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I have a physical system with Centos 6 as OS. In eth0 I set IP, gateway and netmask as below and the physical port is attached to a switch port that its VLAN is 12.

  DEVICE=eth0
  TYPE=Ethernet
  UUID=20b60816-f5eb2e4
  ONBOOT=yes
  BOOTPROTO=static
  IPADDR=192.168.60.2
  GATEWAY=192.168.50.55
  NETMASK=255.255.255.0  

and in eth1 i set these and physical port is attached to switch port with VLAN 14.

  DEVICE=eth1
  TYPE=Ethernet
  UUID=9de7-14f13f5eb2e4
  ONBOOT=yes
  BOOTPROTO=static
  IPADDR=192.168.110.5
  GATEWAY=192.168.60.60
  NETMASK=255.255.255.224  

the default port is set on eth1 so when i run route the gateway is 192.168.60.60. but when i bond eth1 and eth2 ( eth2 VLAN is also 14) and the default port is still eth1 and i run route the gateway is 192.168.50.55!
why this happen and what should I do?

UPDATE:
based on answer below i found these documents.
Centos documentation
redhat documentation

2

Well, it seems gateway (also known as default gateway) is something different from what you think it is, since the way you have it configured looks incorrect to me.

The default gateway defines how the machine should try to reach an IP in a network it doesn't know about, which is not in any of the networks directly attached to this machine, or networks for which the machine has static routes configured to. In short, the default gateway is the way by which the machine can reach the Internet.

In particular, you most typically don't have default gateways in multiple interfaces (since typically only one interface goes to the Internet, the others go to internal networks.) So I'd expect to see a default gateway configured on either eth0 or eth1, but not both...

Furthermore, the default gateway typically should be configured in the interface where that IP belongs (since you want it to be configured as that interface is brought up.) So I'd expect GATEWAY=192.168.60.60 to be configured in the eth0 configuration, since that interface handles the 192.168.60.x network and it's the one where IP 192.168.60.60 is actually reachable.

(Of course, that's assuming 192.168.60.60 is actually the default gateway through which you can reach the Internet, otherwise you shouldn't list it at all.)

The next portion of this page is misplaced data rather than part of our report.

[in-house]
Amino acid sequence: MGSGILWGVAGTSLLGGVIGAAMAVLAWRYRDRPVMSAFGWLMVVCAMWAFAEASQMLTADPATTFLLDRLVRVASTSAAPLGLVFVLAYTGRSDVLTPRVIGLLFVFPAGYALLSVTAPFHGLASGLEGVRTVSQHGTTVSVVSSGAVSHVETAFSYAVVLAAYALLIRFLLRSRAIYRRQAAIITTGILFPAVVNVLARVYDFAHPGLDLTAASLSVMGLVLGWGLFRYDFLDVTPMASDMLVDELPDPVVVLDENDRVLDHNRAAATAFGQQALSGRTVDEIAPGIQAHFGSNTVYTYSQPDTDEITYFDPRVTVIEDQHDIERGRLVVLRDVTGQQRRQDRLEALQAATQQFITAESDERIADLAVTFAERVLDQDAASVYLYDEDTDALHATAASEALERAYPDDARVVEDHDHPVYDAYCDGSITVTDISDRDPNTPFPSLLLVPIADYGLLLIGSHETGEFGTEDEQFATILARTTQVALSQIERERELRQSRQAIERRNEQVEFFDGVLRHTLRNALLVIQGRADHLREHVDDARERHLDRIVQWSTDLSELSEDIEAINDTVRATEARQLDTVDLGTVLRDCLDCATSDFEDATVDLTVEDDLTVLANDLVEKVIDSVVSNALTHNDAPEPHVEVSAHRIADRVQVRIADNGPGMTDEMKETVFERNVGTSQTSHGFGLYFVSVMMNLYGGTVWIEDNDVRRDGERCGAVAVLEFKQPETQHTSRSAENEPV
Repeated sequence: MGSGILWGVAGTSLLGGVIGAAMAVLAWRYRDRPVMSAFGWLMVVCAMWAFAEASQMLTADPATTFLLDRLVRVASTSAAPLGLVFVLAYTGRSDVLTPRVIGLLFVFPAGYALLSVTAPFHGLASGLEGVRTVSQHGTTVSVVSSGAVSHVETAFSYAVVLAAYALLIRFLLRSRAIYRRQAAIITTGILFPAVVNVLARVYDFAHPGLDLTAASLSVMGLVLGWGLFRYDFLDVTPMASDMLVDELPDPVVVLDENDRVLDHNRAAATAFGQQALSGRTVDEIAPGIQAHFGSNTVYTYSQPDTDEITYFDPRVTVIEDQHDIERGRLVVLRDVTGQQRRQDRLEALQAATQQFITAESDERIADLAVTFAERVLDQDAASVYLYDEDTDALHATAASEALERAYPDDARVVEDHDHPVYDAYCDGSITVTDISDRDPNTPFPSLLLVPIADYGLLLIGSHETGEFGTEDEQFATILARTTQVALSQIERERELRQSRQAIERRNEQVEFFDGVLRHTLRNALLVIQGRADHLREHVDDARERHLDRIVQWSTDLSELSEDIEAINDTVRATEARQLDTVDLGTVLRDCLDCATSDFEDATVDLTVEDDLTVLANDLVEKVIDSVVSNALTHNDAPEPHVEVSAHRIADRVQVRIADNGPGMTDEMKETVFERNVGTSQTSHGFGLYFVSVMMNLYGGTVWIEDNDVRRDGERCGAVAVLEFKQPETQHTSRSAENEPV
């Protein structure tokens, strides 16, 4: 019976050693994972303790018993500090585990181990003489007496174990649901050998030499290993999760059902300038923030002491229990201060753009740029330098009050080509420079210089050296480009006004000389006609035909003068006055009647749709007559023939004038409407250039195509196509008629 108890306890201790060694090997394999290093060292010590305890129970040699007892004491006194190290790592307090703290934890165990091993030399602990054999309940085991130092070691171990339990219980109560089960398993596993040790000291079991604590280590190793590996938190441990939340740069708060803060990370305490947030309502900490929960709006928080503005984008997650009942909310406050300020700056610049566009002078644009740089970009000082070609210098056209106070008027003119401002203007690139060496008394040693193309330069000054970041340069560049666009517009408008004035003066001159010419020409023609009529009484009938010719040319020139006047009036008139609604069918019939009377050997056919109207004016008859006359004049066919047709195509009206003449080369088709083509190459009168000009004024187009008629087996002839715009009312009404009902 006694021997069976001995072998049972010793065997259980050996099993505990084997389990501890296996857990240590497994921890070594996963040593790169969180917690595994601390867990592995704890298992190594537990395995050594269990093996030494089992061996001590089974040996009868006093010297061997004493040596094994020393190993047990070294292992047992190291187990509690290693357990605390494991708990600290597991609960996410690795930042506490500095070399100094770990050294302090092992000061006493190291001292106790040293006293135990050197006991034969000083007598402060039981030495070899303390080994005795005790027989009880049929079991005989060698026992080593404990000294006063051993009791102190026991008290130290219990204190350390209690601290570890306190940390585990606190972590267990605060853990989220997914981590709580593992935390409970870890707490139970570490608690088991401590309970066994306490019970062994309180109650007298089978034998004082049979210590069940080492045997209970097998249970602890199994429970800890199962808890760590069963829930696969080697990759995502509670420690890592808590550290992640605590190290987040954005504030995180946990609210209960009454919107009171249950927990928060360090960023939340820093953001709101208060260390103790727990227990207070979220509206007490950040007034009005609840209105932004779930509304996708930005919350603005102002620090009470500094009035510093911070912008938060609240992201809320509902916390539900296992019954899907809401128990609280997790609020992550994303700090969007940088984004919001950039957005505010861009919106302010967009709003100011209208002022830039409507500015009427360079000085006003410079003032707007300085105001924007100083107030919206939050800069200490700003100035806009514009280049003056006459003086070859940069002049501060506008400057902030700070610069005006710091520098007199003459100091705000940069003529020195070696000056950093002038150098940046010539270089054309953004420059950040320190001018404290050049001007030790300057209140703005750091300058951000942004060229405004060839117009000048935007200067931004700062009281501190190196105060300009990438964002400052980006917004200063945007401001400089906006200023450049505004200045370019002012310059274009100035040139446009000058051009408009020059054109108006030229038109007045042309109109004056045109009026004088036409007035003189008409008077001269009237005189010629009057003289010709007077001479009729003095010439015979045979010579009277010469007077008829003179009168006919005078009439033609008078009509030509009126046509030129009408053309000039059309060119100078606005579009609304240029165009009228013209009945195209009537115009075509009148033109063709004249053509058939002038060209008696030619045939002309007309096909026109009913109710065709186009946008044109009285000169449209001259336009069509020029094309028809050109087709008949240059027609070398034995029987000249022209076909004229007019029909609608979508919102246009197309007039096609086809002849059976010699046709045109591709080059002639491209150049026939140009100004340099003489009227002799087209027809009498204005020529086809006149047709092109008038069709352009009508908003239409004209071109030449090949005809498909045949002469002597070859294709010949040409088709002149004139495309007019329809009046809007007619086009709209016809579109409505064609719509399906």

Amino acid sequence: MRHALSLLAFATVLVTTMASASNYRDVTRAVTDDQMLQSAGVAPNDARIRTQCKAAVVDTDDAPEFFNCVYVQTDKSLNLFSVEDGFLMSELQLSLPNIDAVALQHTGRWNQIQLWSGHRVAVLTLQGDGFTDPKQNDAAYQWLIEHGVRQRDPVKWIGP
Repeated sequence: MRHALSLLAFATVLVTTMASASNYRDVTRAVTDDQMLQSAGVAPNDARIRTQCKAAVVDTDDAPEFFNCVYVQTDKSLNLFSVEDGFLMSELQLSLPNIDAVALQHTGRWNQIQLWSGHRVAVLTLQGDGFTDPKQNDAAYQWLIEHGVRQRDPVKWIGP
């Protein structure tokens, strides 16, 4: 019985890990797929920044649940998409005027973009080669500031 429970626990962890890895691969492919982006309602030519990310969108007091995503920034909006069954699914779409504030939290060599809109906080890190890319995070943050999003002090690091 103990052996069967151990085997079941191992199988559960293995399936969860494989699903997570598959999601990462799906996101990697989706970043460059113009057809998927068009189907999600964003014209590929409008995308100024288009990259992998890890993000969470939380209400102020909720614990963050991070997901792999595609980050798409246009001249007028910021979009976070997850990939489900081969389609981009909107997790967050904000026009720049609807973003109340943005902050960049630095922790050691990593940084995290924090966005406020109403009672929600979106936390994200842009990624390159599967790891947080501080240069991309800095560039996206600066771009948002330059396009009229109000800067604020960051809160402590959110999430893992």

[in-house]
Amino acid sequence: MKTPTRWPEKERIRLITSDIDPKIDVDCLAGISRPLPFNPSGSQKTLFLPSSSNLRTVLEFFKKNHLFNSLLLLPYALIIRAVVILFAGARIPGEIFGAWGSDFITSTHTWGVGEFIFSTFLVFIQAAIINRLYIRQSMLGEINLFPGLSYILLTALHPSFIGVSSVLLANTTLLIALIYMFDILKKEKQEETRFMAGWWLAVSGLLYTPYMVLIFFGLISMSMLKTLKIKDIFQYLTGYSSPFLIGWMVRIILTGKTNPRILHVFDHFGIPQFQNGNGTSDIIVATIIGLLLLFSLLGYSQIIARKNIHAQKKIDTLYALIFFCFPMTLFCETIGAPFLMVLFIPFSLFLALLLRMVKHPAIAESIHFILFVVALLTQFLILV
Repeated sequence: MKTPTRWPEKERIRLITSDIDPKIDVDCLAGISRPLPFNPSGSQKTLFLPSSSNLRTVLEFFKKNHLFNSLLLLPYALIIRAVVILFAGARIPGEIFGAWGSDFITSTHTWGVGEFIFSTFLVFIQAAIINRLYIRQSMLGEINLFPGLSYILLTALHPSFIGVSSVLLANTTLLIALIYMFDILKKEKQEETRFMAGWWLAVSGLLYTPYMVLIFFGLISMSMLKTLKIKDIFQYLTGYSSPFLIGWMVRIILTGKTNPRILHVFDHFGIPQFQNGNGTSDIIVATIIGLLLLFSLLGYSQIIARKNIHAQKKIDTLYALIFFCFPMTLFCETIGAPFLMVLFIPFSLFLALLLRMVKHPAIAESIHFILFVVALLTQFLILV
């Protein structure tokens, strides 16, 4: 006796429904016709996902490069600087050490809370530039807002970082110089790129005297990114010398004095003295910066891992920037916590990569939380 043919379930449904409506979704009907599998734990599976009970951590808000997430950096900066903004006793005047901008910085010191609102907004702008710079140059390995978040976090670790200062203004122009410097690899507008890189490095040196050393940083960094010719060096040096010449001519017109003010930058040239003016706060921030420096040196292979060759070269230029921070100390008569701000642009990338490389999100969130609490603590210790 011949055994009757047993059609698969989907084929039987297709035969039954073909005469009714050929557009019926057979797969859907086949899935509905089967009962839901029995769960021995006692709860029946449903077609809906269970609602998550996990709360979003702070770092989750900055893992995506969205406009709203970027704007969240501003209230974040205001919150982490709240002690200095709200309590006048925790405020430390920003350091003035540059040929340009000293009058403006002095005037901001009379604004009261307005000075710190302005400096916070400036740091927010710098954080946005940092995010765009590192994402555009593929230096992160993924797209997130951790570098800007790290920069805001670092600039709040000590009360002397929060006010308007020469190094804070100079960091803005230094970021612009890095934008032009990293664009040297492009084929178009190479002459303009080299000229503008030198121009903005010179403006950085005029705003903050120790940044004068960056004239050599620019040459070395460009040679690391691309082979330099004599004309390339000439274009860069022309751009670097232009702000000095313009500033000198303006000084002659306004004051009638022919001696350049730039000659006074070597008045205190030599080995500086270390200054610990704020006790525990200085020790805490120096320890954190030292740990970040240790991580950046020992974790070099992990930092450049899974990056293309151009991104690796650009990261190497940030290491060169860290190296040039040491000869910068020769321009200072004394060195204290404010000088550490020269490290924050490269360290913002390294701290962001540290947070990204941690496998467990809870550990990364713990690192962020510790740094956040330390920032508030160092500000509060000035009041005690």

IP 192.168.50.55 looks problematic, since it's not an IP on either one of the two configured networks (192.168.60.x on eth0 or 192.168.110.x on eth1), so configuring such a default gateway will plainly not work, since it's not attached to any of the known networks, so your machine doesn't know how to reach it.

If you configure default gateways in the wrong places and configure many of them, it's quite possible that the network scripts will still configure them both and you might end up having one, the other or maybe both listed, resulting into a configuration that works, or doesn't work, or work sometimes. So what you report about settings getting mixed up when bonding gets involved doesn't surprise me.

My advice here is that you try to understand how default gateways work, reconfigure your files to only list the correct one in the correct place, retest it, then go back to setting up bonding on your VLAN 14.

If you have follow up questions, this site can be a good resource. In that case, you might want to further describe your network, the IP ranges and how it's connected to the Internet, you might get more specific recommendations then.

  • you are right. i did some searching and found answers. but i should wait till i can test them to see if they work. i will add what i found in my question. – BlackCrystal Nov 17 '18 at 7:45

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